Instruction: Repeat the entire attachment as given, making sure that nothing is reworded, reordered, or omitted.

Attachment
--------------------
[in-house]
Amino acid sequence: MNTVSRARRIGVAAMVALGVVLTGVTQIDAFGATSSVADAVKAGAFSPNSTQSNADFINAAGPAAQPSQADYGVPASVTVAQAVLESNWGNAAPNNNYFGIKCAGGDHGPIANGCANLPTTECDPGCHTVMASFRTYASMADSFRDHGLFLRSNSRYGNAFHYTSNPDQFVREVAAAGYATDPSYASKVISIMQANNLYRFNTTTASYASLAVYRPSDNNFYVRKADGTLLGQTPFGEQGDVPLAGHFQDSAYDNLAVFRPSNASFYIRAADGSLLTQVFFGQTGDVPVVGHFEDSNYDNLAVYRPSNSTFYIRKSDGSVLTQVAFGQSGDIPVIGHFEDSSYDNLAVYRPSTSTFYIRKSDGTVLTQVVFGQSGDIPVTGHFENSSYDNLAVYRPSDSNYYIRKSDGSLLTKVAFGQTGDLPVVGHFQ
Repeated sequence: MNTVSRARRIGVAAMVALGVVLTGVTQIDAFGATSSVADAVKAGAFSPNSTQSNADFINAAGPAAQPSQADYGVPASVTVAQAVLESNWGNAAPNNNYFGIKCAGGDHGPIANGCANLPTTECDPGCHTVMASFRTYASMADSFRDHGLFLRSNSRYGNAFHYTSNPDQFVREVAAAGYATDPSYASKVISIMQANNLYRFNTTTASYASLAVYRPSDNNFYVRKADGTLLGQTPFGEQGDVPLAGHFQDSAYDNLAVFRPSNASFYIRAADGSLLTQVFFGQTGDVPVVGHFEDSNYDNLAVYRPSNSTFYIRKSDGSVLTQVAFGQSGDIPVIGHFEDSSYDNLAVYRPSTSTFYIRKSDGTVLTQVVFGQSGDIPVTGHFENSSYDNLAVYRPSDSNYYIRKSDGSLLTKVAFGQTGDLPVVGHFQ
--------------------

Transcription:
[in-house]
Amino acid sequence: MNTVSRARRIGVAAMVALGVVLTGVTQIDAFGATSSVADAVKAGAFSPNSTQSNADFINAAGPAAQPSQADYGVPASVTVAQAVLESNWGNAAPNNNYFGIKCAGGDHGPIANGCANLPTTECDPGCHTVMASFRTYASMADSFRDHGLFLRSNSRYGNAFHYTSNPDQFVREVAAAGYATDPSYASKVISIMQANNLYRFNTTTASYASLAVYRPSDNNFYVRKADGTLLGQTPFGEQGDVPLAGHFQDSAYDNLAVFRPSNASFYIRAADGSLLTQVFFGQTGDVPVVGHFEDSNYDNLAVYRPSNSTFYIRKSDGSVLTQVAFGQSGDIPVIGHFEDSSYDNLAVYRPSTSTFYIRKSDGTVLTQVVFGQSGDIPVTGHFENSSYDNLAVYRPSDSNYYIRKSDGSLLTKVAFGQTGDLPVVGHFQ
Repeated sequence: MNTVSRARRIGVAAMVALGVVLTGVTQIDAFGATSSVADAVKAGAFSPNSTQSNADFINAAGPAAQPSQADYGVPASVTVAQAVLESNWGNAAPNNNYFGIKCAGGDHGPIANGCANLPTTECDPGCHTVMASFRTYASMADSFRDHGLFLRSNSRYGNAFHYTSNPDQFVREVAAAGYATDPSYASKVISIMQANNLYRFNTTTASYASLAVYRPSDNNFYVRKADGTLLGQTPFGEQGDVPLAGHFQDSAYDNLAVFRPSNASFYIRAADGSLLTQVFFGQTGDVPVVGHFEDSNYDNLAVYRPSNSTFYIRKSDGSVLTQVAFGQSGDIPVIGHFEDSSYDNLAVYRPSTSTFYIRKSDGTVLTQVVFGQSGDIPVTGHFENSSYDNLAVYRPSDSNYYIRKSDGSLLTKVAFGQTGDLPVVGHFQ